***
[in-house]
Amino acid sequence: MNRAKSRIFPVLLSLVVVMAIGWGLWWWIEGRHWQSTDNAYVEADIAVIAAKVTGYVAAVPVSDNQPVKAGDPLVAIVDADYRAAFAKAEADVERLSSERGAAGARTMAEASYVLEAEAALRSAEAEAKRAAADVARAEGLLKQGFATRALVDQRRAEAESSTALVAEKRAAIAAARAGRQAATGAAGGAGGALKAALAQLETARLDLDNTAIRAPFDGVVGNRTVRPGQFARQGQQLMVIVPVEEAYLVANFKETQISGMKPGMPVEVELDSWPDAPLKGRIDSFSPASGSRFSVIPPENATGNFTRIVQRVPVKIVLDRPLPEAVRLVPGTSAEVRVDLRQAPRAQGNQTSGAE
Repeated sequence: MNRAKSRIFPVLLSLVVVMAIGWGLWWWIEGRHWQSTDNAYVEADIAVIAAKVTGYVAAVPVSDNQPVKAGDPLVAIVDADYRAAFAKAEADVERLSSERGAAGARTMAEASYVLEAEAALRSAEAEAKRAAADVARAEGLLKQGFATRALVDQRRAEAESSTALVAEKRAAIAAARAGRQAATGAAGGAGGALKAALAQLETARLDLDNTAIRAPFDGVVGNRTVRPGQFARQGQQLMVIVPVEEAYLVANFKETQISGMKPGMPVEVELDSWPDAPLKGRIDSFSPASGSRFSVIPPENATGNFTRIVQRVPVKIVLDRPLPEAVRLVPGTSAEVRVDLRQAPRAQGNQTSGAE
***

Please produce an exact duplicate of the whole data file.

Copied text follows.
[in-house]
Amino acid sequence: MNRAKSRIFPVLLSLVVVMAIGWGLWWWIEGRHWQSTDNAYVEADIAVIAAKVTGYVAAVPVSDNQPVKAGDPLVAIVDADYRAAFAKAEADVERLSSERGAAGARTMAEASYVLEAEAALRSAEAEAKRAAADVARAEGLLKQGFATRALVDQRRAEAESSTALVAEKRAAIAAARAGRQAATGAAGGAGGALKAALAQLETARLDLDNTAIRAPFDGVVGNRTVRPGQFARQGQQLMVIVPVEEAYLVANFKETQISGMKPGMPVEVELDSWPDAPLKGRIDSFSPASGSRFSVIPPENATGNFTRIVQRVPVKIVLDRPLPEAVRLVPGTSAEVRVDLRQAPRAQGNQTSGAE
Repeated sequence: MNRAKSRIFPVLLSLVVVMAIGWGLWWWIEGRHWQSTDNAYVEADIAVIAAKVTGYVAAVPVSDNQPVKAGDPLVAIVDADYRAAFAKAEADVERLSSERGAAGARTMAEASYVLEAEAALRSAEAEAKRAAADVARAEGLLKQGFATRALVDQRRAEAESSTALVAEKRAAIAAARAGRQAATGAAGGAGGALKAALAQLETARLDLDNTAIRAPFDGVVGNRTVRPGQFARQGQQLMVIVPVEEAYLVANFKETQISGMKPGMPVEVELDSWPDAPLKGRIDSFSPASGSRFSVIPPENATGNFTRIVQRVPVKIVLDRPLPEAVRLVPGTSAEVRVDLRQAPRAQGNQTSGAE